• Basic Income’s Backers Complicate Their Cause
    Bloomberg5 days ago

    Basic Income’s Backers Complicate Their Cause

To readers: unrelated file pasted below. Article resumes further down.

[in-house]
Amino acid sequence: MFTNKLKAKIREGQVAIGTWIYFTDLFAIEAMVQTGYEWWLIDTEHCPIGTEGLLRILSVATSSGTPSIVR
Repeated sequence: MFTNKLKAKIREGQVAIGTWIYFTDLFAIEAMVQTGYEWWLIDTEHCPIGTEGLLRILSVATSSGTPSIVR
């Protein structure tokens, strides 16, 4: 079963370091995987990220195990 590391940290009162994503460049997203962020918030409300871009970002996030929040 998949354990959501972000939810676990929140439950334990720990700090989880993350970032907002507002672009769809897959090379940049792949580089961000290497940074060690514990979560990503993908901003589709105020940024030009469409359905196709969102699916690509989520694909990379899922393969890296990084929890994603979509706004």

(Bloomberg Opinion) -- Democratic presidential candidate Andrew Yang, an entrepreneur and philanthropist from New York, has drawn less attention than most of his counterparts. But he has been noticed for one big, bold proposal -- a universal basic income, or UBI, which would give every American $12,000 a year with no strings attached. Yang has thus become the most public champion of an idea that is gaining currency in some corners of the left and the right.Basic income has a long and interesting history, with similar proposals dating back at least to the 1500s. It was championed in the 1700s by Revolutionary War pamphleteer Thomas Paine, and in the early 20th century by populist Louisiana Governor Huey Long. In the 1960s, economists on both the political left and right, including big names like Paul Samuelson, Milton Friedman, James Tobin and John Kenneth Galbraith, all supported either basic-income schemes or the similar idea of a negative income tax. President Richard Nixon tried to implement a guaranteed income program, but it was defeated in Congress, while Nixon's 1972 election opponent George McGovern floated an even more ambitious plan. Yang is therefore reviving an old idea -- it’s only the size of his proposal that is new and radical.But the case for basic income is being hampered by dubious arguments being made on its behalf. Yang, for example, claims that UBI is necessary to save people from the penury they will experience once automation makes them obsolete as workers:Technology is quickly displacing a large number of workers, and the pace will only increase as automation and other forms of artificial intelligence become more advanced. ⅓ of American workers will lose their jobs to automation by 2030 according to McKinsey.This assertion echoes similar sentiments from many in the technology industry, such as Tesla founder Elon Musk and YCombinator Chairman Sam Altman.The problem is, there’s no indication that automation is going to make human workers redundant anytime soon. Technologists probably tend to believe in automation-induced job loss because they’re familiar with the inventions that are constantly forcing people to change what they do for a living. But even as these new technologies have been rolled out, the fraction of Americans with jobs has remained about the same over time. Meanwhile, evidence that automation causes job losses throughout the economy is slim.In other words, automation so far shows no sign of having the kinds of effects Yang claims are imminent. The dire-sounding number Yang cites from McKinsey should be given little credence. Studies like this simply ask engineers how many existing jobs could be done by machines; even if the engineers’ guesses are right, they fail to say how many new jobs will be created in the process, so they don’t give any picture of technology’s overall impact on the labor market.Thus, when UBI proponents make the dubious claim that basic income is necessary to save people from the rise of the robots, they undermine their case. They also send the message that they think a huge percent of American workers are simply too useless to be gainfully employed in the future -- hardly an appealing message.The second dubious reason to support UBI is the idea that it can replace traditional forms of welfare spending, like food stamps and housing vouchers. Libertarian economist Milton Friedman supported a negative income tax for this reason, and modern-day libertarians often espouse this view as well.But there are reasons UBI will never be a one-size-fits-all solution. First, it’s expensive. Giving all Americans $12,000 a year costs a lot more than giving money to poor people only. Income taxes would need to be raised on the middle class and rich -- effectively swallowing up the UBI payments for all but the poor. But such high taxes can distort the economy in various ways. Second, food stamps and housing vouchers are typically used to increase consumption of food and housing -- things that society generally believes poor people ought to be spending their money on. So although UBI might allow the government to spend somewhat less on other forms of assistance, it shouldn’t be viewed as a full replacement for these programs -- and people are unlikely to embrace it as a replacement.These flawed justifications for UBI have won the idea an eclectic base of support. But they serve to distract the public from the simplest, most reasonable case for UBI. Basic income, unlike minimum wage and the earned income tax credit, provides money for those who are unable to work. In doing so, it doesn’t pay people not to work, because poor people’s benefits don’t decrease when people get jobs (at much higher income levels, the taxes needed to pay for UBI might discourage work, but that is a different issue). In other words, UBI is a form of welfare that doesn’t require people to be able-bodied but also doesn’t incentivize them to be indolent.Basic income is an interesting idea worthy of more attention and more experiments, like the one in Finland. Proponents should stop trying to frighten people about automation or create a false tradeoff between UBI and other forms of welfare. Instead, if they are going to argue for UBI, they should simply emphasize the idea’s simplicity and fairness.To contact the author of this story: Noah Smith at nsmith150@bloomberg.netTo contact the editor responsible for this story: James Greiff at jgreiff@bloomberg.netThis column does not necessarily reflect the opinion of the editorial board or Bloomberg LP and its owners.Noah Smith is a Bloomberg Opinion columnist. He was an assistant professor of finance at Stony Brook University, and he blogs at Noahpinion.For more articles like this, please visit us at bloomberg.com/opinion©2019 Bloomberg L.P.